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Zhonghua Wei Zhong Bing Ji Jiu Yi Xue. 2013 Apr;25(4):229-32. doi: 10.3760/cma.j.issn.2095-4352.2013.04.012.

[The initial CT findings in patients suffering from invasive pulmonary aspergillosis].

[Article in Chinese]

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Department of Respiratory Intensive Care Unit, the First Affiliated Hospital, Xinjiang Medical University, Urumqi 830054, China.



To approach the initial CT findings of invasive pulmonary aspergillosis (IPA) in patients with immunosuppression.


All consecutive adult patients who met the diagnostic criteria of the 2008 European Organization for Research and Treatment of Cancer/ Mycoses Study Group (EORTC/MSG) for proven or probable IPA were included as of January 2005 to June 2011. The patients were divided into two groups according to patients with or without hematological malignancy. The initial CT findings in our study were retrospectively reviewed by two thoracic radiologists, while patients' demographics and clinical outcomes were blinded. The pattern and number of abnormalities were recorded.


A total of 65 IPA patients were eligible, with 34 hematological malignancy patients and 31 non-hematological patients. Among all IPA patients, the pattern of ground-glass opacity and consolidation or mass formation was most commonly seen (56.9%), followed by macronodules (46.2%); halo sign (32.3%) was relatively uncommon. Ground-glass opacity and consolidation or mass formation were more commonly identified in non-hematological patients than in hematological malignancy patients (54.8%, 45.2% vs. 8.8%, both P<0.05), but macronodules, infarct-shaped macronodules and halo signs were less frequently identified in the non-hematological group (16.1%, 3.2%, 12.9%, respectively) than in the hematological malignancy group (73.5%, 23.5% and 50.0%, respectively, P<0.05 or P<0.01). The airway-invasive form of IPA was more frequently seen in non-hematological patients (67.8%), whereas the angioinvasive form was more common in hematological malignancy patients (64.7%, P<0.01).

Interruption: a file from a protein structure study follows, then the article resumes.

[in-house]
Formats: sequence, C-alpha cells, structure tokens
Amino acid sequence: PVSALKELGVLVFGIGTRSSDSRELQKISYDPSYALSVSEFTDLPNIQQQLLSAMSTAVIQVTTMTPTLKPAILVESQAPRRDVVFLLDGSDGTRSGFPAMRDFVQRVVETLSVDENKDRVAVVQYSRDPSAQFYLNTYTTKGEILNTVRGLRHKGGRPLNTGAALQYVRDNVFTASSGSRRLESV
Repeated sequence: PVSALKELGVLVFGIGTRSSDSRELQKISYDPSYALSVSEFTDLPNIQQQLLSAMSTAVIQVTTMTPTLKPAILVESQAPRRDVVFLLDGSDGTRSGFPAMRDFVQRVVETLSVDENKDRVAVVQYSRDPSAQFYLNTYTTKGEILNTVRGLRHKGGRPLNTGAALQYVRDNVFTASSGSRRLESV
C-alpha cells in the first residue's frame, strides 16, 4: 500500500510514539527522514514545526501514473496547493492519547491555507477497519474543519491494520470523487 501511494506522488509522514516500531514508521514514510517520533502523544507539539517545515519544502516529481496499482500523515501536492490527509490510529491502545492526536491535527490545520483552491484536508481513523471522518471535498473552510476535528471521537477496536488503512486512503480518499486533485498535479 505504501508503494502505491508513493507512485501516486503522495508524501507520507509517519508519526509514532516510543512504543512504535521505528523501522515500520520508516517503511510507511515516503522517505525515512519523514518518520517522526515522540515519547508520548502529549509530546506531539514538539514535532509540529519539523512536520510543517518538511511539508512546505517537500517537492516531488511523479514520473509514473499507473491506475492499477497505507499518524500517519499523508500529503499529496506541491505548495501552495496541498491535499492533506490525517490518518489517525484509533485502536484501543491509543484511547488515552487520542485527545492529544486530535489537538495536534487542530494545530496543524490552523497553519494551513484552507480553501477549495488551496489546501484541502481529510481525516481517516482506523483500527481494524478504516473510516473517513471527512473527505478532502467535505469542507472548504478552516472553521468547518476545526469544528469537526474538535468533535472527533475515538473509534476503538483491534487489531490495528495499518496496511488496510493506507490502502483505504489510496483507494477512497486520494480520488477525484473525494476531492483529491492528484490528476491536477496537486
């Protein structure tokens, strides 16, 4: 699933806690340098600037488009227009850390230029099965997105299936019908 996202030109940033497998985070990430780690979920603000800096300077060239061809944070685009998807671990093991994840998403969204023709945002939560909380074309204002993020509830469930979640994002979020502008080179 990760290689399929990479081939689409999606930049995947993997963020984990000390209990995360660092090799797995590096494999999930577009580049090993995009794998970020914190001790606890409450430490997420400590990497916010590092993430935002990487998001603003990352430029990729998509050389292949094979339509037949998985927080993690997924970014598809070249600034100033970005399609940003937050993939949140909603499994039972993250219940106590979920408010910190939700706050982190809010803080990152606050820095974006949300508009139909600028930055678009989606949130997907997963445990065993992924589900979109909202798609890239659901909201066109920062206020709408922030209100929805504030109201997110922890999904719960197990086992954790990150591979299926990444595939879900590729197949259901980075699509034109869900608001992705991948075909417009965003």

Our data indicate that CT findings of IPA in non-hematological patients more commonly present as the airway-invasive form, manifesting ground-glass opacity and consolidation or mass formation, whereas in patients with hematological malignancy it more likely shows evidence of the angioinvasive form with macronodules and halo signs.

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